Richard Roberts. (Photo: Diego M. Radzinschi/NLJ)
A misconduct complaint against former Chief Judge Richard Roberts of the federal district court in Washington has been dismissed.
The dismissal order, dated March 18, does not name Roberts. It refers to a D.C. district court judge who retired on March 16. Roberts retired on March 16, the same day a civil lawsuit was filed in Utah that accused him of sexual abuse 35 years ago.
The order dismissing the complaint, which the U.S. Court of Appeals for the D.C. Circuit received on March 11, did not specify the nature of the allegations. The Utah attorney general’s office filed a misconduct complaint in the D.C. Circuit against Roberts earlier this month related to the sex abuse allegations, which that office investigated. But a spokesman for the Utah attorney general’s office said Tuesday that the agency had not received information about the status of its misconduct complaint against Roberts.
The dismissal order cited the judge’s retirement in closing the misconduct case. The order was signed by Judge Karen LeCraft Henderson of the U.S. Court of Appeals for the D.C. Circuit as “acting chief judge.” The Washington Post first reported the Utah attorney general’s office’s misconduct complaint.
D.C. Circuit Chief Judge Merrick Garland, who was nominated last week to the U.S. Supreme Court, recused from the Roberts misconduct complaint because of his “longstanding professional relationship” with the judge, according to a statement on Tuesday from the court.
The civil lawsuit in federal district court in Utah accuses Roberts of sexual assault 35 years ago against a woman who was 16 years old at the time and a witness in a case he handled as a federal prosecutor. Roberts denied the assault allegations but said through his lawyers at Steptoe & Johnson LLP that he did have an “intimate relationship” with the woman.
Steptoe white-collar partner Jason Weinstein, a lawyer for Roberts, declined to comment.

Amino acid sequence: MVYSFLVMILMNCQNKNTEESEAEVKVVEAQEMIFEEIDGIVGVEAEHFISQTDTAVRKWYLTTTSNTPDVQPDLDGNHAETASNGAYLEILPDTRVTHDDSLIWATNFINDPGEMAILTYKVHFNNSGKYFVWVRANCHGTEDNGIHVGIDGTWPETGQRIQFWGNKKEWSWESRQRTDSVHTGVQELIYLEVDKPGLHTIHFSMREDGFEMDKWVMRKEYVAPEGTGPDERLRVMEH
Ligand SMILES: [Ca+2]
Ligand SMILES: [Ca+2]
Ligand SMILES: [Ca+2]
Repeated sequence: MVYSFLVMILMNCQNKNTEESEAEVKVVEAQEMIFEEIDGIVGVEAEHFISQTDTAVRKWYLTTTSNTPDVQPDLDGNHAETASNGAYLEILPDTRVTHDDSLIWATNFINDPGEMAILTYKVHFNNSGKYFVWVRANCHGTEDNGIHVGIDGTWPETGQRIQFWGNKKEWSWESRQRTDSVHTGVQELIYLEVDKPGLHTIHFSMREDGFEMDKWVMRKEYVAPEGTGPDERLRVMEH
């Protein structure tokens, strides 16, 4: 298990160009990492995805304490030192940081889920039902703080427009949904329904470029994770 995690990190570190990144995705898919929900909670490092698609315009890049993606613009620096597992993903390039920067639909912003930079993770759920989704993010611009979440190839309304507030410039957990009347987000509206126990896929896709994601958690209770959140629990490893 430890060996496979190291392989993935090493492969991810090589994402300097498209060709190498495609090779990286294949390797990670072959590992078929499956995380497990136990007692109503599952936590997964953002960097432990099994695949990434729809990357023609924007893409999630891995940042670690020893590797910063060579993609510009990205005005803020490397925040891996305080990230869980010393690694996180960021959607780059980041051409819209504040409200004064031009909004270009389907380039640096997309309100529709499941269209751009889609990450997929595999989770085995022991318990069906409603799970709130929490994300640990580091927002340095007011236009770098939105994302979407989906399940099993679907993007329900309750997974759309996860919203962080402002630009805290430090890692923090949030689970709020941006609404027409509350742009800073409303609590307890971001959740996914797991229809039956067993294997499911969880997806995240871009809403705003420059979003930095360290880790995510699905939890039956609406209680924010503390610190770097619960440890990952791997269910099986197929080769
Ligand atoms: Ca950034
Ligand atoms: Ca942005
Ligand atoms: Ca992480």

According to the March 18 order closing the misconduct case, the complaint alleged that the judge “engaged in conduct prejudicial to the effective and expeditious administration of the business of the courts.”
Henderson dismissed the misconduct case as “no longer necessary because of intervening events,” citing the federal law that governs management of judicial misconduct matters. The complainant can petition the Judicial Council for the D.C. Circuit—a group of district and appeals judges—to review Henderson’s order within 42 days.
With Roberts now retired, there wouldn’t be any discipline that the Judicial Council could impose, according to judicial ethics expert Stephen Gillers, a professor at New York University School of Law. The council’s discipline options include temporarily blocking a judge from handling cases or issuing a public or private reprimand.
At most, Roberts could have faced impeachment by Congress if he were still on the bench, but that punishment was now moot, Gillers said in an email to The National Law Journal.
Roberts said in his March 16 retirement letter to the White House that he was stepping down for disability reasons. He did not provide any details about the nature of the disability. A source familiar with Roberts’ retirement told the NLJ that his stepping down was unrelated to the Utah allegations and that he began the disability certification process before learning about the woman’s allegations.
A letter certifying Roberts’ disability, dated March 15, was attached to his retirement letter to the White House. The certification letter was signed by Henderson, acting as chief judge. According to the court, Garland recused because of his professional ties to Roberts. The two were federal prosecutors in Washington in the late 1980s and early 1990s.
In two recent misconduct cases, the federal district judges who were the subject of complaints remained on the bench during internal court investigations. In Montana, former federal district judge Richard Cebull retired around the same time that an ethics investigation into racist emails that the judge sent from his government account concluded in mid-2013.
Former Alabama federal district judge Mark Fuller in 2015 notified the White House that he planned to resign while an ethics investigation was underway related to his arrest on domestic-abuse allegations. The Judicial Council of the U.S. Court of Appeals for the Eleventh Circuit issued an order before Fuller’s resignation took effect that said Fuller’s conduct “might constitute one or more grounds for impeachment.”
After Fuller stepped down, the Judicial Conference of the United States said in a letter to Congress that it had found “substantial evidence” that Fuller abused his wife and committed other misconduct. It wasn’t clear at the time whether Fuller could face any discipline, since he was no longer a judge, but the Judicial Conference wrote that its findings would at least serve as a “public censure.”
This story was updated to clarify that Judge Karen LeCraft Henderson issued the dismissal order as acting chief judge, and not the Judicial Council for the D.C. Circuit.
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